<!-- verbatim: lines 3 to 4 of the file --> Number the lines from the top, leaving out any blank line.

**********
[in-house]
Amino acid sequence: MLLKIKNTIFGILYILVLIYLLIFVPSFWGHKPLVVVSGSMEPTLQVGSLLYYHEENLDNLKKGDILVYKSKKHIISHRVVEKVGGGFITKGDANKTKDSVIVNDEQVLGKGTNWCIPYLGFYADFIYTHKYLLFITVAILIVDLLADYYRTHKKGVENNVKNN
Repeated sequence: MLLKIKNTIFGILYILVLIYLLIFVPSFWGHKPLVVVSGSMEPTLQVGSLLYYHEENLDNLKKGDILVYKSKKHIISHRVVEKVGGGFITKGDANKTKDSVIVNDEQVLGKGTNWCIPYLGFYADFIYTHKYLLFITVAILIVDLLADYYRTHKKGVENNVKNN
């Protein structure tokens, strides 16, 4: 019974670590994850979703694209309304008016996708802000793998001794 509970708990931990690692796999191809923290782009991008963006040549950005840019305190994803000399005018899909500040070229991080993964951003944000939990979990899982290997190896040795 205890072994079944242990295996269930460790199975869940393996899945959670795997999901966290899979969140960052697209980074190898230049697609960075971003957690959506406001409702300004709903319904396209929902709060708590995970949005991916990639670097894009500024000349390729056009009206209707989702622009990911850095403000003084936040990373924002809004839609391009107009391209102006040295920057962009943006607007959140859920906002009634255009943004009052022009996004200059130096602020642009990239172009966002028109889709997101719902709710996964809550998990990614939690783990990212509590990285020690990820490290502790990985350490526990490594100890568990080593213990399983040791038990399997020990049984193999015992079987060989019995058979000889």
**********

Repeated sequence: MLLKIKNTIFGILYILVLIYLLIFVPSFWGHKPLVVVSGSMEPTLQVGSLLYYHEENLDNLKKGDILVYKSKKHIISHRVVEKVGGGFITKGDANKTKDSVIVNDEQVLGKGTNWCIPYLGFYADFIYTHKYLLFITVAILIVDLLADYYRTHKKGVENNVKNN
């Protein structure tokens, strides 16, 4: 019974670590994850979703694209309304008016996708802000793998001794 509970708990931990690692796999191809923290782009991008963006040549950005840019305190994803000399005018899909500040070229991080993964951003944000939990979990899982290997190896040795 205890072994079944242990295996269930460790199975869940393996899945959670795997999901966290899979969140960052697209980074190898230049697609960075971003957690959506406001409702300004709903319904396209929902709060708590995970949005991916990639670097894009500024000349390729056009009206209707989702622009990911850095403000003084936040990373924002809004839609391009107009391209102006040295920057962009943006607007959140859920906002009634255009943004009052022009996004200059130096602020642009990239172009966002028109889709997101719902709710996964809550998990990614939690783990990212509590990285020690990820490290502790990985350490526990490594100890568990080593213990399983040791038990399997020990049984193999015992079987060989019995058979000889």